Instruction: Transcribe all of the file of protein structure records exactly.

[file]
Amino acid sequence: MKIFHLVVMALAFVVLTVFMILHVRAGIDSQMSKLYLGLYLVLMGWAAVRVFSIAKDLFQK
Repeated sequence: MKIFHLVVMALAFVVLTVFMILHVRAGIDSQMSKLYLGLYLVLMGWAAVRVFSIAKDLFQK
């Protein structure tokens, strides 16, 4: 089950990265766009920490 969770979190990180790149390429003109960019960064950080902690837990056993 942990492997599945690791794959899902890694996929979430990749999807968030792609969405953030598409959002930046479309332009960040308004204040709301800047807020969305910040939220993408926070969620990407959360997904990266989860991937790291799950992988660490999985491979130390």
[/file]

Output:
Amino acid sequence: MKIFHLVVMALAFVVLTVFMILHVRAGIDSQMSKLYLGLYLVLMGWAAVRVFSIAKDLFQK
Repeated sequence: MKIFHLVVMALAFVVLTVFMILHVRAGIDSQMSKLYLGLYLVLMGWAAVRVFSIAKDLFQK
């Protein structure tokens, strides 16, 4: 089950990265766009920490 969770979190990180790149390429003109960019960064950080902690837990056993 942990492997599945690791794959899902890694996929979430990749999807968030792609969405953030598409959002930046479309332009960040308004204040709301800047807020969305910040939220993408926070969620990407959360997904990266989860991937790291799950992988660490999985491979130390």